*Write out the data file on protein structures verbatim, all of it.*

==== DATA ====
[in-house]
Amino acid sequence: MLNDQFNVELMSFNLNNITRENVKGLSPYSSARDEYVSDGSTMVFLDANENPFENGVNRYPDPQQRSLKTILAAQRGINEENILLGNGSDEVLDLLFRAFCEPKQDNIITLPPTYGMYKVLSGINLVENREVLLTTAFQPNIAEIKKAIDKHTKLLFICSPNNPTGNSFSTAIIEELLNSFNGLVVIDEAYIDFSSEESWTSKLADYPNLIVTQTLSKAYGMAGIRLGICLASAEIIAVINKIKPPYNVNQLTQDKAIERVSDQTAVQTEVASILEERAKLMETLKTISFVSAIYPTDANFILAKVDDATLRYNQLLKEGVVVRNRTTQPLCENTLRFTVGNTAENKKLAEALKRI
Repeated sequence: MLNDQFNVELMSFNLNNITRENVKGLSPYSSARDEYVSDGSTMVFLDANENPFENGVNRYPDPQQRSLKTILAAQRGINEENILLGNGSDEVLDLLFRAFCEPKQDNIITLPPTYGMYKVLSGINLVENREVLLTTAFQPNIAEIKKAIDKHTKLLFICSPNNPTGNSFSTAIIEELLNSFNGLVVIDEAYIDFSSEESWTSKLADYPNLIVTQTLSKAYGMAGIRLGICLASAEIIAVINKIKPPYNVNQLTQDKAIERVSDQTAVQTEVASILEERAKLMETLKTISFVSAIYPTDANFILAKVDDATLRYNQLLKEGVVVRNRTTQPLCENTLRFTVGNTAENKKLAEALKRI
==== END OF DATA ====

[in-house]
Amino acid sequence: MLNDQFNVELMSFNLNNITRENVKGLSPYSSARDEYVSDGSTMVFLDANENPFENGVNRYPDPQQRSLKTILAAQRGINEENILLGNGSDEVLDLLFRAFCEPKQDNIITLPPTYGMYKVLSGINLVENREVLLTTAFQPNIAEIKKAIDKHTKLLFICSPNNPTGNSFSTAIIEELLNSFNGLVVIDEAYIDFSSEESWTSKLADYPNLIVTQTLSKAYGMAGIRLGICLASAEIIAVINKIKPPYNVNQLTQDKAIERVSDQTAVQTEVASILEERAKLMETLKTISFVSAIYPTDANFILAKVDDATLRYNQLLKEGVVVRNRTTQPLCENTLRFTVGNTAENKKLAEALKRI
Repeated sequence: MLNDQFNVELMSFNLNNITRENVKGLSPYSSARDEYVSDGSTMVFLDANENPFENGVNRYPDPQQRSLKTILAAQRGINEENILLGNGSDEVLDLLFRAFCEPKQDNIITLPPTYGMYKVLSGINLVENREVLLTTAFQPNIAEIKKAIDKHTKLLFICSPNNPTGNSFSTAIIEELLNSFNGLVVIDEAYIDFSSEESWTSKLADYPNLIVTQTLSKAYGMAGIRLGICLASAEIIAVINKIKPPYNVNQLTQDKAIERVSDQTAVQTEVASILEERAKLMETLKTISFVSAIYPTDANFILAKVDDATLRYNQLLKEGVVVRNRTTQPLCENTLRFTVGNTAENKKLAEALKRI